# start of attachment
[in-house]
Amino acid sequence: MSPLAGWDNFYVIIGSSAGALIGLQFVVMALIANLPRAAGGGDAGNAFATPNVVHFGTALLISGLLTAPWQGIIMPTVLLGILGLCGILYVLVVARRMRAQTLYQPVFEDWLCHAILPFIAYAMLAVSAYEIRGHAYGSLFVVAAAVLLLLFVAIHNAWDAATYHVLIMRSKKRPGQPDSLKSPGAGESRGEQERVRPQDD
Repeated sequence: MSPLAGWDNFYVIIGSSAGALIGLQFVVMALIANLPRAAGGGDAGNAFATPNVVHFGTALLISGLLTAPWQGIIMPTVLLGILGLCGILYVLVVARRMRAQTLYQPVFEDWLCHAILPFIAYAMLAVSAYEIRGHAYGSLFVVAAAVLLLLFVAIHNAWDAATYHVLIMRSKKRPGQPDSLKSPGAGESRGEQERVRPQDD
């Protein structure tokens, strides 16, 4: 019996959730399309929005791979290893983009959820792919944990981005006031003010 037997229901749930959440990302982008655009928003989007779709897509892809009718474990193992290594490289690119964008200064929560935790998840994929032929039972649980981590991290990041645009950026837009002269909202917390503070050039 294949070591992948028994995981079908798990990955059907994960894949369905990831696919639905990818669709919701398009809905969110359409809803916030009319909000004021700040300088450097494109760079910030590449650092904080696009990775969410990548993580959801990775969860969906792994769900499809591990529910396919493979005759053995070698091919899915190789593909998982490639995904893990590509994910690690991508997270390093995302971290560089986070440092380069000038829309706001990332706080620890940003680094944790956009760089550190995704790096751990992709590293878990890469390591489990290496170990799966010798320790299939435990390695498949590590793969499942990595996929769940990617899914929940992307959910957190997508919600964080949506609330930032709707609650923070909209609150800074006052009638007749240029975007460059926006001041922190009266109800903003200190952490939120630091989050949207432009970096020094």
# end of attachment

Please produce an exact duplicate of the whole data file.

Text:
[in-house]
Amino acid sequence: MSPLAGWDNFYVIIGSSAGALIGLQFVVMALIANLPRAAGGGDAGNAFATPNVVHFGTALLISGLLTAPWQGIIMPTVLLGILGLCGILYVLVVARRMRAQTLYQPVFEDWLCHAILPFIAYAMLAVSAYEIRGHAYGSLFVVAAAVLLLLFVAIHNAWDAATYHVLIMRSKKRPGQPDSLKSPGAGESRGEQERVRPQDD
Repeated sequence: MSPLAGWDNFYVIIGSSAGALIGLQFVVMALIANLPRAAGGGDAGNAFATPNVVHFGTALLISGLLTAPWQGIIMPTVLLGILGLCGILYVLVVARRMRAQTLYQPVFEDWLCHAILPFIAYAMLAVSAYEIRGHAYGSLFVVAAAVLLLLFVAIHNAWDAATYHVLIMRSKKRPGQPDSLKSPGAGESRGEQERVRPQDD
């Protein structure tokens, strides 16, 4: 019996959730399309929005791979290893983009959820792919944990981005006031003010 037997229901749930959440990302982008655009928003989007779709897509892809009718474990193992290594490289690119964008200064929560935790998840994929032929039972649980981590991290990041645009950026837009002269909202917390503070050039 294949070591992948028994995981079908798990990955059907994960894949369905990831696919639905990818669709919701398009809905969110359409809803916030009319909000004021700040300088450097494109760079910030590449650092904080696009990775969410990548993580959801990775969860969906792994769900499809591990529910396919493979005759053995070698091919899915190789593909998982490639995904893990590509994910690690991508997270390093995302971290560089986070440092380069000038829309706001990332706080620890940003680094944790956009760089550190995704790096751990992709590293878990890469390591489990290496170990799966010798320790299939435990390695498949590590793969499942990595996929769940990617899914929940992307959910957190997508919600964080949506609330930032709707609650923070909209609150800074006052009638007749240029975007460059926006001041922190009266109800903003200190952490939120630091989050949207432009970096020094």